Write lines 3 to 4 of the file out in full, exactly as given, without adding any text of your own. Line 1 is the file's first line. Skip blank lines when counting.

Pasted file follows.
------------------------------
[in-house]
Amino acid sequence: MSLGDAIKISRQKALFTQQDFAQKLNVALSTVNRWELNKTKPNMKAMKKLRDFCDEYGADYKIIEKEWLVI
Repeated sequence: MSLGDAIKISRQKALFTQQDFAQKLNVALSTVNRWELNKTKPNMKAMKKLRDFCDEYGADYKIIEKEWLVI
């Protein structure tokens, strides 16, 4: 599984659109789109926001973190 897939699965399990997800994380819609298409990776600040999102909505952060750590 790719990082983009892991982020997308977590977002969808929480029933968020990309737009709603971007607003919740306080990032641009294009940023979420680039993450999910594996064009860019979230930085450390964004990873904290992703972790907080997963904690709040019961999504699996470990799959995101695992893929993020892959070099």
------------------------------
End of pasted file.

Repeated sequence: MSLGDAIKISRQKALFTQQDFAQKLNVALSTVNRWELNKTKPNMKAMKKLRDFCDEYGADYKIIEKEWLVI
């Protein structure tokens, strides 16, 4: 599984659109789109926001973190 897939699965399990997800994380819609298409990776600040999102909505952060750590 790719990082983009892991982020997308977590977002969808929480029933968020990309737009709603971007607003919740306080990032641009294009940023979420680039993450999910594996064009860019979230930085450390964004990873904290992703972790907080997963904690709040019961999504699996470990799959995101695992893929993020892959070099």